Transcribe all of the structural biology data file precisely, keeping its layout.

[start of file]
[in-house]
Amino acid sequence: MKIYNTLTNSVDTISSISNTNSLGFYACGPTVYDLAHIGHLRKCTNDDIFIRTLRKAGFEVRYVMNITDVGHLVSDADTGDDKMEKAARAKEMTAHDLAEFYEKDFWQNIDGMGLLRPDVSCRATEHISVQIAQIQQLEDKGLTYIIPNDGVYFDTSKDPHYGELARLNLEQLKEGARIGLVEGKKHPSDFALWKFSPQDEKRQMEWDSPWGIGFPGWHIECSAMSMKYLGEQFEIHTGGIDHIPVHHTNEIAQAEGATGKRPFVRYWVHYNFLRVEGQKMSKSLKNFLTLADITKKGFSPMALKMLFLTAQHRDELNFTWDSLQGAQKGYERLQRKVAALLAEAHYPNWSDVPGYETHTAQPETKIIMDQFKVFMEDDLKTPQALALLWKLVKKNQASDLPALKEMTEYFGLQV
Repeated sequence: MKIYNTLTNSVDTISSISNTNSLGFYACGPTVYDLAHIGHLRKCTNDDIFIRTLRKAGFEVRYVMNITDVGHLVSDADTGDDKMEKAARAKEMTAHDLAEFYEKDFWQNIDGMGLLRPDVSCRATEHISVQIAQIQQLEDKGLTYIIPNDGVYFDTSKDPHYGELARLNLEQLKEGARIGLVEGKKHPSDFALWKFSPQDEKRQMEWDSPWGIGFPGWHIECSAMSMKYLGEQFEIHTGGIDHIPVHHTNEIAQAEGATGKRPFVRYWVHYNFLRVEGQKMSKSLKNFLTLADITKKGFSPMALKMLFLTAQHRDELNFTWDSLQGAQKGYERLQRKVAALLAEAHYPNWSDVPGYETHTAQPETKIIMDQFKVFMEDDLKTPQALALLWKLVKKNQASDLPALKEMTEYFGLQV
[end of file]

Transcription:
[in-house]
Amino acid sequence: MKIYNTLTNSVDTISSISNTNSLGFYACGPTVYDLAHIGHLRKCTNDDIFIRTLRKAGFEVRYVMNITDVGHLVSDADTGDDKMEKAARAKEMTAHDLAEFYEKDFWQNIDGMGLLRPDVSCRATEHISVQIAQIQQLEDKGLTYIIPNDGVYFDTSKDPHYGELARLNLEQLKEGARIGLVEGKKHPSDFALWKFSPQDEKRQMEWDSPWGIGFPGWHIECSAMSMKYLGEQFEIHTGGIDHIPVHHTNEIAQAEGATGKRPFVRYWVHYNFLRVEGQKMSKSLKNFLTLADITKKGFSPMALKMLFLTAQHRDELNFTWDSLQGAQKGYERLQRKVAALLAEAHYPNWSDVPGYETHTAQPETKIIMDQFKVFMEDDLKTPQALALLWKLVKKNQASDLPALKEMTEYFGLQV
Repeated sequence: MKIYNTLTNSVDTISSISNTNSLGFYACGPTVYDLAHIGHLRKCTNDDIFIRTLRKAGFEVRYVMNITDVGHLVSDADTGDDKMEKAARAKEMTAHDLAEFYEKDFWQNIDGMGLLRPDVSCRATEHISVQIAQIQQLEDKGLTYIIPNDGVYFDTSKDPHYGELARLNLEQLKEGARIGLVEGKKHPSDFALWKFSPQDEKRQMEWDSPWGIGFPGWHIECSAMSMKYLGEQFEIHTGGIDHIPVHHTNEIAQAEGATGKRPFVRYWVHYNFLRVEGQKMSKSLKNFLTLADITKKGFSPMALKMLFLTAQHRDELNFTWDSLQGAQKGYERLQRKVAALLAEAHYPNWSDVPGYETHTAQPETKIIMDQFKVFMEDDLKTPQALALLWKLVKKNQASDLPALKEMTEYFGLQV